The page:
What is a Hyfax on a Snowmobile?

A hyfax on a snowmobile is a replaceable strip of plastic that attaches to the bottom of the rails on either side of the machine. It helps prevent the rails from wearing out through friction caused by contact with the track. 

I’m a snowmobile enthusiast with decades of experience in the snow. I’m familiar with most of the parts on these machines and know and understand what a hyfax is. I’ve used and replaced many of these over the years. 

In this post, I’ll give you a thorough explanation of what the hyfax is on your snowmobile. I’ll show you why these are important and their role in your sled’s performance and longevity. 

Let’s jump in.

Hyfax Explained  

Modern snowmobiles use a suspension system in the rear that involves the track sliding over the rails. As you can imagine, the constant movement of the track can cause a lot of wear and tear, which is why the hyfax was created. 

The hyfax is a strip of strong and durable plastic that attaches to the bottom of these rails. It sits between the track and the rails, creating a layer of protection to prevent them from wearing down. 

Since the rails are typically made of aluminum, they can wear out pretty quickly under the constant friction the track creates as the snowmobile is driven around in the snow. The hyfax fixes this issue by adding a layer of additional materials that wear out instead of the rails. 

Technically a snowmobile doesn’t need a hyfax to operate. You can ride around without them, and you won’t notice any real difference in performance or feel. But as the rails wear down, this can start to cause issues

The plastic that the hyfax is made of is a lot cheaper than the aluminum to replace, which is another advantage of having them on the rails. It is possible to replace the rails if they wear out without a hyfax, but the cost is much more than a new hyfax. 

So, to sum it all up – the hyfax is two strips of hard plastic placed on the bottom of the rear suspension rails. These take away the burden of wear and tear, protecting the aluminum rails from damage and saving you money and hassle in the long run.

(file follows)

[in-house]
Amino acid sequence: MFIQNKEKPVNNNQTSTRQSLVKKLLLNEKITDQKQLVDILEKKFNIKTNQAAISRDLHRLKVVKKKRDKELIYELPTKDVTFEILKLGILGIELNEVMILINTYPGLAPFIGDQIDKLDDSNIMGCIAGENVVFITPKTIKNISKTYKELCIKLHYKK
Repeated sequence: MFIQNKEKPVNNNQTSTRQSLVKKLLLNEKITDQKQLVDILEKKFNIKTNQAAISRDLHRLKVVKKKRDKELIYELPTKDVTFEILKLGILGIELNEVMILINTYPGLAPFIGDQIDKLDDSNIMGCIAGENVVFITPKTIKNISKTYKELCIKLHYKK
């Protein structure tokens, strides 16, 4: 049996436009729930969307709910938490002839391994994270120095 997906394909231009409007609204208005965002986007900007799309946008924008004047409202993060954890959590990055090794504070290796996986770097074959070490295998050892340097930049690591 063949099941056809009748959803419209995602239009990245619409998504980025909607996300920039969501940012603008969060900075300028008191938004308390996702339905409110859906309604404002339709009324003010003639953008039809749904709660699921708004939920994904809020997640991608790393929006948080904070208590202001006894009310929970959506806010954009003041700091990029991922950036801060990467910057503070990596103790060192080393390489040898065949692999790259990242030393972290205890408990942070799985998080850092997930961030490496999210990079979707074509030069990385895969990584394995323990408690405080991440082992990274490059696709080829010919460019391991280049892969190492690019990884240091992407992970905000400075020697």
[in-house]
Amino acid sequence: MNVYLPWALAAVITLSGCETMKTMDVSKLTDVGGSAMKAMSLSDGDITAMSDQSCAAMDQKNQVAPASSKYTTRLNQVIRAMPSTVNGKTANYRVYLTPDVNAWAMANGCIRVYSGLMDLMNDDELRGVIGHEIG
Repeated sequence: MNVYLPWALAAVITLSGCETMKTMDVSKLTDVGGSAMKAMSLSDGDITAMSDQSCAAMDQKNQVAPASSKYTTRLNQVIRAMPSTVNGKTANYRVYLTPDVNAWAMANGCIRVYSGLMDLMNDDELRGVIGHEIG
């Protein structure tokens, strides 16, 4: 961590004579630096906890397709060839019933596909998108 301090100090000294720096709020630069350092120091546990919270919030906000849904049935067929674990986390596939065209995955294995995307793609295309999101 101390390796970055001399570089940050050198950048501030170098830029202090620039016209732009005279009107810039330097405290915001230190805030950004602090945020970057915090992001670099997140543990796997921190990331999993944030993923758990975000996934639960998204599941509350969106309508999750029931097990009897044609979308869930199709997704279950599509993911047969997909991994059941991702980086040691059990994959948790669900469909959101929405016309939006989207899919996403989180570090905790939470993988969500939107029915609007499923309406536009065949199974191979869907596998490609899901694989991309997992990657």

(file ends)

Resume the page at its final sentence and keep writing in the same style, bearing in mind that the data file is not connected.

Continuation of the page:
Hyfax Design 

The standard hyfax on most snowmobiles will be made of ultra high molecular weight polyethylene. That’s a mouthful, and you’ll see this listed as UHMW plastic more often than the other way around. 

This plastic is very durable without being too stiff. That makes it a good option to use for its intended purpose because it can take a lot of abuse without affecting the performance of the rear suspension.

There are a few different types of hyfax designs that you should know about. You can choose which option meets your needs or preferences on the trail, and you can customize your setup with any of them when desired. 

The standard option made of UHMW plastic that I mentioned above is the most common and popular. They are also just called sliders or sometimes OEM hyfax. These will be the cheapest option you can find.

The most high-end hyfax is Teflon, and these will give you a longer lifespan and excellent friction reduction. Teflon hyfaxes have a design that includes a thin strip of Teflon in the middle of the plastic hyfax.  

Blended hyfaxes are made out of a blend of several materials. This is typically a strong plastic and graphite. The graphite provides higher levels of friction reduction because it is more slippery than regular hyfax plastic.